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Wikipedia defines Bitlocker as:

BitLocker Drive Encryption is a full disk encryption feature included with the Ultimate and Enterprise editions of Microsoft's Windows Vista and Windows 7 desktop operating systems, as well as the Windows Server 2008 and Windows Server 2008 R2 server platforms. It is designed to protect data by providing encryption for entire volumes.

I've heard that some maybe using Bitlocker for drive encryption in order to comply with FIPS 140-2.

The National Institute of Standards and Technology (NIST) issued the FIPS 140 Publication Series to coordinate the requirements and standards for cryptography modules that include both hardware and software components.

Does Bitlocker qualify as the cryptographic module defined in FIPS 140-2?

Are there any other pieces that are needed to fulfill the need for FIPS 140-2 security level 1 'cryptographic module' requirements?

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up vote 4 down vote accepted

Bitlocker is a FIPS 140-2 certified module with certificate number 1339. It is important for you to read the FIPS security policy to determine if the operating conditions conform to your environment. For example:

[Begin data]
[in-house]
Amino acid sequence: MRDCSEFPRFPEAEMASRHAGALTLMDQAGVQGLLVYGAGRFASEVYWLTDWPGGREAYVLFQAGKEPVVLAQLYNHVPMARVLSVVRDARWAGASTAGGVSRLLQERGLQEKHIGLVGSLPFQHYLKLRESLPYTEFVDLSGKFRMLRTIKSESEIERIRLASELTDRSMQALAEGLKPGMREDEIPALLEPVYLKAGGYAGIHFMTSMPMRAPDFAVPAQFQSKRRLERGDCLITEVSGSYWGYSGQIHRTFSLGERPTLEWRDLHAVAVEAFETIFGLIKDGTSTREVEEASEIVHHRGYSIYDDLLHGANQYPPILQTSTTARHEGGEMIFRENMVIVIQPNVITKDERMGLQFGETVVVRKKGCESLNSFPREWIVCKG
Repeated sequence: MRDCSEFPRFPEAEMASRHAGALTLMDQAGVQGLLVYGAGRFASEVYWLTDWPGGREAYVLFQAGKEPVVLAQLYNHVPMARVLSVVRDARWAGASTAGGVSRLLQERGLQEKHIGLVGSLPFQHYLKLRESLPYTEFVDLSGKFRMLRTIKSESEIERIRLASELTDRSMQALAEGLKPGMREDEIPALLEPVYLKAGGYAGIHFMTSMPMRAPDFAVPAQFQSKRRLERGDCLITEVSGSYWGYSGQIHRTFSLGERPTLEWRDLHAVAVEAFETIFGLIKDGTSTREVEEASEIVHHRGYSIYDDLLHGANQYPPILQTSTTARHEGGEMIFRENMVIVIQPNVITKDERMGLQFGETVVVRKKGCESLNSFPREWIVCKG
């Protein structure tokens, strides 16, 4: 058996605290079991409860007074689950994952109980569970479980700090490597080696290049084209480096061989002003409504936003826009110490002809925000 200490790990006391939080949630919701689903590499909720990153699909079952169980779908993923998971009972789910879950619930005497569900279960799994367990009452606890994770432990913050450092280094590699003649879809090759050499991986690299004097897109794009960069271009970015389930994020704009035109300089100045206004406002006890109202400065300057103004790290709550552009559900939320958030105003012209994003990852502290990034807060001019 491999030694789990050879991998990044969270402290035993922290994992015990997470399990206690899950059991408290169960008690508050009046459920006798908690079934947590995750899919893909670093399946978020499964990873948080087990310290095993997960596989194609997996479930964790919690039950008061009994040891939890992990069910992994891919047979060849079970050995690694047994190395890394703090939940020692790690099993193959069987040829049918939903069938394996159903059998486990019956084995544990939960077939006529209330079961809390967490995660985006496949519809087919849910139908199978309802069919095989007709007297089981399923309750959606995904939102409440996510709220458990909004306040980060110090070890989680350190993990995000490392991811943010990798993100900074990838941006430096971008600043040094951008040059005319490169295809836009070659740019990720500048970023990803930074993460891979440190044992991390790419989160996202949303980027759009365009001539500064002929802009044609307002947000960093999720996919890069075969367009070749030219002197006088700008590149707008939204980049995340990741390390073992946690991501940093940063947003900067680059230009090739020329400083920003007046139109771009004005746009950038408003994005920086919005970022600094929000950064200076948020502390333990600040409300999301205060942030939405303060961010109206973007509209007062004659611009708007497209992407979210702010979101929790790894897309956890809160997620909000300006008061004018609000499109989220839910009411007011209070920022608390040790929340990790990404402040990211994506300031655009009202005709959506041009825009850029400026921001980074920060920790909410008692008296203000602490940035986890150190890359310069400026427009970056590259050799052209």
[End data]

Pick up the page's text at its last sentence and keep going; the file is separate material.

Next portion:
The BitLocker™ components (Windows Server 2008 R2 versions: 6.1.7600.16385, 6.1.7600.16429, 6.1.7600.16757, 6.1.7600.20536, 6.1.7600.20873, 6.1.7600.20897 and 6.1.7600.20916; SP1 versions: 6.1.7601.17514, 6.1.7601.17556, 6.1.7601.21634, 6.1.7601.21655 and 6.1.7601.21675) identified in section 4 have been validated on the Microsoft Windows Server 2008 R2 and Microsoft Windows Server 2008 R2 on x64.
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+1 Excellent answer, thanks. – Mark Rogers Jan 8 '12 at 18:39
Usually it's some regulation thing "you must use FIPS 140-2 compliant security measures." in some contract or something. – ewanm89 Jan 8 '12 at 20:32
@ewanm89 I'm not sure what you mean, here. Did you mean to comment on my answer or to the original question? – logicalscope Jan 8 '12 at 21:38
It also depends on the region it's being used in: but that is somewhat obvious. – Jonathan Dickinson Jan 8 '12 at 22:25

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